May 19, 2017
Diverse mentors matter for our students
By four o’clock Friday afternoon, a quiet calm settles across the elementary school campus. The custodian begins making the rounds, a string of children’s forgotten sweaters is hung up on the fence, and just a handful of students wait anxiously to be picked up from the after-school program. At F.D. Roosevelt Elementary, one classroom door will remain open even after the last student leaves: the reading center.
On this Friday, Reading Partners site coordinator Calvin Williams is talking to a third grade student, Daniel*, about book reports and Rubik’s Cubes. As he wraps up his final tutoring session of the week, Calvin allows Daniel a few minutes of playtime with the colorful toy in exchange for some updates about the latest book he’s reading. Calvin and his impressive Rubik’s Cube collection are very popular around campus, and even though Daniel has finished his work for the day, he’s in no hurry to leave the reading center.
Calvin’s literal “open door” policy and welcoming demeanor make the reading center a place where students feel encouraged and capable. As an African American man who grew up just blocks away from Roosevelt Elementary, Calvin identifies with his students’ experiences and serves them not only as an educator, but as a role model.
Diverse mentors break barriers
New research shows that the influence of mentors like Calvin can be seen in student outcomes long after elementary school. A study reported in a recent article by NPR Ed finds,
Having just one black teacher in third, fourth or fifth grade reduced low-income black boys’ probability of dropping out of high school by 39 percent.
How are black educators boosting graduation rates and leading more students of color to higher education? Calvin’s story illustrates the power of diverse mentorship and shows how important it is for children to see themselves in their educators.
Mentors pave the way for future leaders
Reflecting on the path he took from elementary school in South LA, to Marymount University, and finally to two terms of service with AmeriCorps, Calvin credits much of his success to the mentorship he has received from members of his community.
Calvin openly shares with his students that he was quite a troublemaker in early elementary school. At the time, he was struggling from the loss of his grandfather, who served as his main role model, and he acted up in class to get attention. He says, “Sometimes it seemed like certain teachers didn’t want me to raise my hand, so I started to have a hard time engaging and being a part of the conversation in class. I started to think that maybe what I had to say wasn’t the right answer.”
Later in his elementary years, the encouragement of a teacher caused a shift in attitude. “Mr. Robbins was a teacher of color that had a big effect on me,” says Calvin.
“He would push us, but later on I realized that the kids he was really pushing were actually his favorites.” Calvin smirks as he recalls, “I was still a class clown. He would hear me rapping to myself, and he’d call me up to the front and tell me to rap in front of the whole class! I had a love-hate relationship then, but now I appreciate him because he helped make me who I am today.”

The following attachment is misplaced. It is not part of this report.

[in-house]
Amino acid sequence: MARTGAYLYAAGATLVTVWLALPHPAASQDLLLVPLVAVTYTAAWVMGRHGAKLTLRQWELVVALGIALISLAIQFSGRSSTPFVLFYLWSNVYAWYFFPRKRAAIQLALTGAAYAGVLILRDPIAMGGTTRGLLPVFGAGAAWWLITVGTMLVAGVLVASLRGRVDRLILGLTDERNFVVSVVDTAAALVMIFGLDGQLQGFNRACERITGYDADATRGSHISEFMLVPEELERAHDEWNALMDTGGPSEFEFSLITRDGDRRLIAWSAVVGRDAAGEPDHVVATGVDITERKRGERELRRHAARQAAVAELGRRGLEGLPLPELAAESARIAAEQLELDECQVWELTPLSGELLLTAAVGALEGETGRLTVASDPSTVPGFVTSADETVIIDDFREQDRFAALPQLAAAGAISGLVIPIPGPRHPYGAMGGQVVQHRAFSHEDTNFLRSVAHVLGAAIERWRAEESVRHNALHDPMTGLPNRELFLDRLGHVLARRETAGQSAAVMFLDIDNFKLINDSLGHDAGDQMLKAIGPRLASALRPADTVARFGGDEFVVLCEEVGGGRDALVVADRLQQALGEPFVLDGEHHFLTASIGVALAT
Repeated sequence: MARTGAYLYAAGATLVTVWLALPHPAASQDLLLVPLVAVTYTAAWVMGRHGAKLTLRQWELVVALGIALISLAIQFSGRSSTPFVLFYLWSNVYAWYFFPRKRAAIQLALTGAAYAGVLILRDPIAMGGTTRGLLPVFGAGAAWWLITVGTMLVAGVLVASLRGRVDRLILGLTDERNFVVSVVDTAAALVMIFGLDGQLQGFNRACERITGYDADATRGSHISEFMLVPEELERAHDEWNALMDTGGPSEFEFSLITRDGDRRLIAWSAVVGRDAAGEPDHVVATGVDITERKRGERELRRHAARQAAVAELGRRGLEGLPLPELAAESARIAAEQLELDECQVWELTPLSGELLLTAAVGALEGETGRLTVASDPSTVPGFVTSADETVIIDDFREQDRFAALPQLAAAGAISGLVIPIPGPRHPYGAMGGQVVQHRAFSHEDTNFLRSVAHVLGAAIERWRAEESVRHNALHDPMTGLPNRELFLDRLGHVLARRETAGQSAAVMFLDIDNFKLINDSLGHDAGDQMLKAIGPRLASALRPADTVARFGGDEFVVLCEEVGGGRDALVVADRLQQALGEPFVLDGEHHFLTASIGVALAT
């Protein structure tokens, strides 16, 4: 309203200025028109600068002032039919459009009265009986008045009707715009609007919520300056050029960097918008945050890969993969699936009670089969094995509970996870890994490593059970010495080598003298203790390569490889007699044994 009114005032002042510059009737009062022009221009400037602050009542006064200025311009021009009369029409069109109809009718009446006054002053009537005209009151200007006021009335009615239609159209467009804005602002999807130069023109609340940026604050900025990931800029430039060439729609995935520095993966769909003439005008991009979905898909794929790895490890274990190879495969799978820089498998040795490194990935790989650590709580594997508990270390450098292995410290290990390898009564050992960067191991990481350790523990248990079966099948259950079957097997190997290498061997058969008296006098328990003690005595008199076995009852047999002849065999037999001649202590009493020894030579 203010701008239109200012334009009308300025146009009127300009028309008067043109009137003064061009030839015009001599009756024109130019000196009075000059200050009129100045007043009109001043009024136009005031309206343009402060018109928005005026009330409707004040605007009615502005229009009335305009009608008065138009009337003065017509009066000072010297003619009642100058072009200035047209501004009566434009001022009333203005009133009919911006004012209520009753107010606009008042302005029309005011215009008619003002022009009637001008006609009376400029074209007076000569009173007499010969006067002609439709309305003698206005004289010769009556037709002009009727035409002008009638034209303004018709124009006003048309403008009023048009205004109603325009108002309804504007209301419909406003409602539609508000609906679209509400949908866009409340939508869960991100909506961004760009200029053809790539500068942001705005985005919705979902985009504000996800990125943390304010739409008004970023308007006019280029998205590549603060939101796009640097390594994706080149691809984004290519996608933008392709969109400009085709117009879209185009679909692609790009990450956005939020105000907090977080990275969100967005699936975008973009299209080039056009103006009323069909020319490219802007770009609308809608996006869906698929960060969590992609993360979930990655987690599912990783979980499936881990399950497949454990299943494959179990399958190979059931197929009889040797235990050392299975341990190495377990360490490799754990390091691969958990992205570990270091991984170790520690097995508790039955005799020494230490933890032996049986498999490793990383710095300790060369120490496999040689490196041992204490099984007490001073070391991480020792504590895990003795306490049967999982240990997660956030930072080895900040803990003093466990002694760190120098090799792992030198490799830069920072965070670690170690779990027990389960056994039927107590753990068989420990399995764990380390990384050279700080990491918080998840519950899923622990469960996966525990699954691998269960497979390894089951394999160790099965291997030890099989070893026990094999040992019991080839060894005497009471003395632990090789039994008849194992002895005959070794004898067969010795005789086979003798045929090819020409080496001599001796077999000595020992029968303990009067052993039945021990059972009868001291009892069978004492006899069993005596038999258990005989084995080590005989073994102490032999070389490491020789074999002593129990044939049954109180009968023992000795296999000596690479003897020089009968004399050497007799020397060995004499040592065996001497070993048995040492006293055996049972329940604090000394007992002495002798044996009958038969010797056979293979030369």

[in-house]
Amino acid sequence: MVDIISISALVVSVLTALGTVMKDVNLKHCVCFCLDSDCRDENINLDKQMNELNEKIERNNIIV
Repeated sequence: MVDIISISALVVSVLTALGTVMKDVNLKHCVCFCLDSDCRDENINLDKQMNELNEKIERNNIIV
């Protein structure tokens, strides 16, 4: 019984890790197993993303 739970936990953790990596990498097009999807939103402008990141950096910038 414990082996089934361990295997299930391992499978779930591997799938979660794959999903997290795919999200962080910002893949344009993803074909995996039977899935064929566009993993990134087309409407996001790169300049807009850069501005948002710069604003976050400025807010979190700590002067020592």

Throughout childhood, Calvin says he learned by observing the example of others. His earliest memories of books came from observing his mother reading avidly and realizing that reading was an important part of life. He feels humbled by the opportunity to now be a role model for others, and he’s working hard to make a lasting difference in his students’ lives. “I really like helping people get to their next level, and that all comes together at Reading Partners,” he says.
Gratifying results of mentorship
As a site coordinator, Calvin has the opportunity to work one-on-one with students who are struggling in reading, and help them build confidence through patient, caring support. Calvin identifies with students who might be doubting their ability to succeed in school, but he sees their potential.
He is especially proud of the progress of one student, Malik*, who started the year believing that he couldn’t read preschool-level books. There have been plenty of tough moments where Calvin has had to push back against Malik’s self-doubt by being his biggest fan. Calvin says, “It’s about all of those little affirmations, and reminding him that he’s the one who really did all of that work. You have to take time to sit with them, to target that moment when they feel like they’re defeated, and be that lifeboat and tell them, ‘We’re not letting you drown. We’re here, your tutor’s here, and it’s all for you.’”
Perhaps Calvin’s most significant impact as a mentor of color is his ability to make students like Malik feel seen for their potential. “I always let them know that they can come talk to me. I treat them like they’re little people—not just kids, but human beings. And when we talk, I can also learn from them.”
Diverse mentors are vital because they can help students of color see their own potential, and inspire them to set greater goals for themselves. Calvin concludes, “It’s just like what I used to do with my mom and reading—it comes down to observation, and visualizing how they could be successful…”
They’re seeing people of color in education professions, and they know, ‘They’re here for me, and they want me to further myself’. It gives kids motivation and hope when they see people of color doing what they want to do, and they can see themselves trying it too.
*All student names have been changed for confidentiality purposes.